The Story Behind ABC’s New True Crime Drama For Life

Photo: Courtesy of ABC.
Just two days after Curtis "50 Cent" Jackson wraps up six seasons of his Starz show Power, his next much-anticipated television project will premiere on ABC on Feb. 11. For Life is based on a true story; it loosely follows the life of a man named Isaac Wright, Jr. who was wrongfully convicted of being a drug kingpin. He then became a licensed attorney, argued to get his sentencing overturned, and eventually was exonerated. 
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On the show, the Wright character is called by the name Aaron Wallace. That and the “loosely” label means the show has the freedom to take a few creative liberties to add a little extra drama, but the facts of Wright’s case are already compelling on their own — each an irrefutable, startling example of the flawed U.S. legal system.
In ABC’s legal drama, Nicholas Pinnock plays Wallace and Wright acts as an executive producer on the series. He recently spoke at the Television Critics Association Winter 2020 Press Tour about what it was like to see a version of his story acted out. “When I had the opportunity to be on set and watch Nicholas perform, for the first time, in watching Nicholas’ performance, I was able to see myself as a third person,” he explained. “It became a therapeutic process for me to watch Nicholas and move through episode by episode with him. He was somebody that allowed me to reflect on the pain that I was going through at that time.”
The Convictions
In 1991, under New Jersey’s “drug kingpin” law at the time, Wright was found guilty of running one of the biggest narcotics distribution rings in New York City and received a life sentence. According to Prison Legal News, shortly after Wright was imprisoned, he started to study the law. He had represented himself in his first case and planned to argue his innocence again when he appealed his conviction. While studying and becoming a proxy-lawyer, the story goes, Wright simultaneously wrote briefs and motions to help 20 other inmates as he prepared for his appeal.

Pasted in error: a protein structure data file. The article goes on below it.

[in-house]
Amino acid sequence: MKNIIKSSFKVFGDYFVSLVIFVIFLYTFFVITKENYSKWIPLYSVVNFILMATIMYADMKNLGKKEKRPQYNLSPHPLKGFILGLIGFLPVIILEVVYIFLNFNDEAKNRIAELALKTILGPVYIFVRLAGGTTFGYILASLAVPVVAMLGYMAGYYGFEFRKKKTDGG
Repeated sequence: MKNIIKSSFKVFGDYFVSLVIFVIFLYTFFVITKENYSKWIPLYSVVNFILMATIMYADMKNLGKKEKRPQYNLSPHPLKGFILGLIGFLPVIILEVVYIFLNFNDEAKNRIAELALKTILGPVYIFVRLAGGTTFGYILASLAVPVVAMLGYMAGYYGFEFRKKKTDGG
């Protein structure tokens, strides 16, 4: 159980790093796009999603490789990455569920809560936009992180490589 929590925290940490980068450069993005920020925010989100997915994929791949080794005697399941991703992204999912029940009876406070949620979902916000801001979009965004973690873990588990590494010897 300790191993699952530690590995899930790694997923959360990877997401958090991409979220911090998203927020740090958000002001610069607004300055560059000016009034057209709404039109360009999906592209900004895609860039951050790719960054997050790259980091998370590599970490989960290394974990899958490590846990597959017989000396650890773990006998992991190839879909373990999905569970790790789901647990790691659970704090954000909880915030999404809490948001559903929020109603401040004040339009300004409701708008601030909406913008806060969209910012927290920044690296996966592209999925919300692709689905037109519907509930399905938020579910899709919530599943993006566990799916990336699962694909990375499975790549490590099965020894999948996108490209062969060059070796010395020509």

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Surprisingly, Wright’s efforts and belief in himself worked. Well, sort of. His kingpin charge was reversed and his life sentence was overturned. But despite this victory, Wright remained in prison because other drug charges were tacked onto his kingpin sentence, totaling over 70 years. He continued to be incarcerated until 1996. 
Prison Time & Release
After sitting in prison for five years, Wright had another opportunity to apply the information he had learned. During an evidentiary hearing, Wright cross-examined a veteran police detective named James Dugan who was involved with this case. Through his questioning, Wright was able to get Dugan to confess that there had been a deliberate cover-up to frame Wright for the drug charges. Dugan revealed that the prosecutor who had tried Wright’s original case, Nicholas L. Bissell Jr., was responsible for pinning the crimes on Wright.
A 1996 New York Times article states that “Mr. Wright and his lawyer, Francis Hartman, proved that his 1991 conviction was based in part on an illegal seizure of cocaine by Mr. Bissell's detective squad and on perjured testimony by three co-defendants who had been offered leniency by Mr. Bissell.” The three co-defendants, according to the newspaper, retracted their original claims. 
Bissell learned about Dugan’s confession and fled the state to Nevada. He committed suicide before police arrived at the location where he was hiding. Even though he was, Dugan, says Prison Legal News, was able to avoid prison time because he pled guilty to official misconduct. However, Wright’s trial judge, Michael Imbriani, was found guilty of theft charges and removed from the bench. 
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According to the NYT, Somerset Prosecutor, Melanie B. Campbell, who was Bissell’s successor, still wanted to retry Wright. His family had to raise $25,000 for bail to have him released from jail. Eventually, all charges against Wright were dropped and he was released after over seven years in a maximum-security prison. 
After Prison
Wright received his undergraduate degree in 2002, graduated from St. Thomas University’s School of Law in 2007, and passed the New Jersey Bar in 2008. Somehow, his accomplishments still weren’t enough for the New Jersey Bar’s Committee on Character (yes, that is an actual committee that exists). The group spent nine years investigating Wright, preventing him from receiving his license to practice law. 
Finally on September 27, 2017, the New Jersey Supreme Court, the same court that had overseen his case in 1996, granted Wright admission to the New Jersey Bar. Wright cemented himself in U.S. history as a person to be given a life sentence, become exonerated, and obtain a license by the same court that had failed him. 
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